As I pass the willow-lined pond,
the wheels on my bike click over new cement cracks
from the toll of winter’s thaw.
How is it that not much has changed?
The arms of the same cedars droop over the same sidewalks.
Patches of drenched lawn sprout through snow,
and the two-story houses still sit clotted in time.
The early spring sun braids through the pine-dotted park.
I turn the familiar corner toward
my elementary school; the now-faint rain paints
a black scrawl across the playground. The old oak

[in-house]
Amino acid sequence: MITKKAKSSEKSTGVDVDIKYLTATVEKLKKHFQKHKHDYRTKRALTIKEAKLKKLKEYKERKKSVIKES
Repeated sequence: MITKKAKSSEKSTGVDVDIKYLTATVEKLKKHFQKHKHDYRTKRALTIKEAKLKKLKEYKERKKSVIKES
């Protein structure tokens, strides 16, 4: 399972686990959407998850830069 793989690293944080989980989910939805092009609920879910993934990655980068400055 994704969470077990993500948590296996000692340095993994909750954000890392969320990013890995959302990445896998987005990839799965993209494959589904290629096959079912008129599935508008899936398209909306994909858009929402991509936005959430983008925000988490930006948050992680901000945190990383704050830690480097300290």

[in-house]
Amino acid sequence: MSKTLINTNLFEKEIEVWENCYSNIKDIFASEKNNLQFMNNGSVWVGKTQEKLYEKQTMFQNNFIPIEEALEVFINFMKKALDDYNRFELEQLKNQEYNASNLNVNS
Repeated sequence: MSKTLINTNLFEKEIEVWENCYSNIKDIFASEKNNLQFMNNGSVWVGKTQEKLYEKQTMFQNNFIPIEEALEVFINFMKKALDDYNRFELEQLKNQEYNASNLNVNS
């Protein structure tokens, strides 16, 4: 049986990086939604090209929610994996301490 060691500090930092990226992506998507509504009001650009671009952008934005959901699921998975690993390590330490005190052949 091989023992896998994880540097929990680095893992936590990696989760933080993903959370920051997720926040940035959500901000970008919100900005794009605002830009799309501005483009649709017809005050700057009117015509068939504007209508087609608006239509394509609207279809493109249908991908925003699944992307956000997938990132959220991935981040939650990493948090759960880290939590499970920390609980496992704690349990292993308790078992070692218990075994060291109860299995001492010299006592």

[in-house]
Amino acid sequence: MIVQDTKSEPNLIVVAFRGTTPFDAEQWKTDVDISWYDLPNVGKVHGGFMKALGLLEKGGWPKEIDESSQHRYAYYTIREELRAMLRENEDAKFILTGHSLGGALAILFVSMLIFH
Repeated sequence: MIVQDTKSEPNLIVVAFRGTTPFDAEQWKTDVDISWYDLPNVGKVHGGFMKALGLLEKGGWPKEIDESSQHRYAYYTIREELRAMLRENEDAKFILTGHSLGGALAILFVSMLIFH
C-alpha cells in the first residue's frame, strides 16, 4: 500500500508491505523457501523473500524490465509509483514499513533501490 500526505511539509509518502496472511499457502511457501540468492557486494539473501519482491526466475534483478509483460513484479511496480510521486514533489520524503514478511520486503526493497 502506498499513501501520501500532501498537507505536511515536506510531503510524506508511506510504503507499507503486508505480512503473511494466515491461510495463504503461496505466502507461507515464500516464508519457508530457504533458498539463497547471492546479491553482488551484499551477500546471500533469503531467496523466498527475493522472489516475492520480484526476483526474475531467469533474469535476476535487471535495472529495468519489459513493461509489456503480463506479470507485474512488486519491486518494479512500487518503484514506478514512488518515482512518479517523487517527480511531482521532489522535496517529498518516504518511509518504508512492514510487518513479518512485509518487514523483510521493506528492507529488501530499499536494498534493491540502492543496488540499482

we climbed, stark gray trunk blotched and bare like a ghost,
welcomes me to come sit again among her branches.
Whenever I return, I ask:
Is it a dying or a new breath?
A robin lands in a nearby vacant lot,
twitches its tail twice
and drops a seed.
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